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Press Proofs: A Primer

Press Proofs; LoopPublishers have three basic options for proofing their publications before going to press; soft proofs, hard proofs, or “color approval” hard proofs.

Soft proofs (often called PDF proofs) are pages that are transferred electronically. The advantages of soft proofs are (1) no added costs (2) multiple people can view the proofs at the same time, and (3) they reduce time delays caused by sending hard proofs back and forth. Soft proofs are low resolution and not intended for color approval. Therefore, they are used for “content only” viewing.

Hard proofs, (often called “blue lines”), are printed copies of the digital files that were used to create a soft proof. The advantage of a hard proof is that it is a full size physical copy. The disadvantages of hard proofs are (1) they add a minimum of two days to the production schedule because they must be mailed from the printer to the publisher, and back again, unless duplicate sets are produced for an additional cost, (2) only one person can view them at a time, and (3) added cost. Like soft proofs, standard hard proofs are low resolution and for “content only” viewing.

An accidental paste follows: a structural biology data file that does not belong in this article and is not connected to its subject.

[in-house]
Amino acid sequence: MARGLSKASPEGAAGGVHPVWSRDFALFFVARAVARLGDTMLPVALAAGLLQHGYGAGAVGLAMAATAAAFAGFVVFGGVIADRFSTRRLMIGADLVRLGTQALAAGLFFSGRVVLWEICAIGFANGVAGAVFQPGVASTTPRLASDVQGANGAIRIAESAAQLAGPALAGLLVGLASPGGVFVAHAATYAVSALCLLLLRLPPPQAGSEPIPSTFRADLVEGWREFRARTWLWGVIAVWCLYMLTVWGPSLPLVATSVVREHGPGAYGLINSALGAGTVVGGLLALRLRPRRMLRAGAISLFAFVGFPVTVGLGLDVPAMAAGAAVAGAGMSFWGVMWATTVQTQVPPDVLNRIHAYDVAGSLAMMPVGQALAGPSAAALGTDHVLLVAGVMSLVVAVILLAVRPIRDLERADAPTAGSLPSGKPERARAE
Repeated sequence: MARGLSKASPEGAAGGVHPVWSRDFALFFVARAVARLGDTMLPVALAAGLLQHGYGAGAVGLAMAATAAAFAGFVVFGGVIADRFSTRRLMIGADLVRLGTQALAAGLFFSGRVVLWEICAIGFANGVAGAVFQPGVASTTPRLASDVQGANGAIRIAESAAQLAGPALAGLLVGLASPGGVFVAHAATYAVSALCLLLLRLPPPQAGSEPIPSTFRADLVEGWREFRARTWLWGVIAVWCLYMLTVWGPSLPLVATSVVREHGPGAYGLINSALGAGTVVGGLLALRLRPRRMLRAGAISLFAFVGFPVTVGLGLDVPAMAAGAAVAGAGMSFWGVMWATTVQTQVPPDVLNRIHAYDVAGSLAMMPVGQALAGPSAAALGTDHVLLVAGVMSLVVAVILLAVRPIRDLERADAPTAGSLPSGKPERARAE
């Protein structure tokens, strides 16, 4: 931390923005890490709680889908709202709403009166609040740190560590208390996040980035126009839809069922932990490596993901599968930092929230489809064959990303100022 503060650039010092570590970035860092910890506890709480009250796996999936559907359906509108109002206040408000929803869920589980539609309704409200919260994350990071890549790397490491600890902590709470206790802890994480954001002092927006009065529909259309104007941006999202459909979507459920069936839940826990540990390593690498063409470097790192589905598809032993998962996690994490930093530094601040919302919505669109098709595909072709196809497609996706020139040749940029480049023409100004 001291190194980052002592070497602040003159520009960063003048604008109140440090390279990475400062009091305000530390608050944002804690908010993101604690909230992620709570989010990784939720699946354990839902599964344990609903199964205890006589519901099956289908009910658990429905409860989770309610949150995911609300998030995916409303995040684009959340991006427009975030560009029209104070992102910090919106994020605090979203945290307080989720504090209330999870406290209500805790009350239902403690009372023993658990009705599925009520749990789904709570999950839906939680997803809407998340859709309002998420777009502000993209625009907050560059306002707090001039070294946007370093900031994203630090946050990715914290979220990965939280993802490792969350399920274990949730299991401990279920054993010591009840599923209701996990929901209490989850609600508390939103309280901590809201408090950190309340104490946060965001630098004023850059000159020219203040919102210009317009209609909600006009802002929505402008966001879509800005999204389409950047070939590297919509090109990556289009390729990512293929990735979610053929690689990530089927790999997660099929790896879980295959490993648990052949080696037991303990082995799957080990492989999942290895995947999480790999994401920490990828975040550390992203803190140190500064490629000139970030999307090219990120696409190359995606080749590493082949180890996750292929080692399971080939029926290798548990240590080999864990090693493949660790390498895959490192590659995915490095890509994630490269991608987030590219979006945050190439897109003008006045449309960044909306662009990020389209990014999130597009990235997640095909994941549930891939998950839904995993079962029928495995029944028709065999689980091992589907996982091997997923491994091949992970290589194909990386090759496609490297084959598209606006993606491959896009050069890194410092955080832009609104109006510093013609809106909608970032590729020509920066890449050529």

“Color approval” hard proofs (often referred to as “high res color proofs” or “contract/color proofs” or by the name of the system that generates them, including Epson Proofs or Isoproofs) are high resolution color proofs typically used for color matching (although pages are printed on proofing paper and not the publisher’s chosen paper, so reproduction will not be exact). Often publishers use “high res color” or “contract/color” proofs to proof a sensitive ad, the front and back covers of a publication, or when working with a new printer. These proofs increase production days and add cost, which can run $15 a page and higher.

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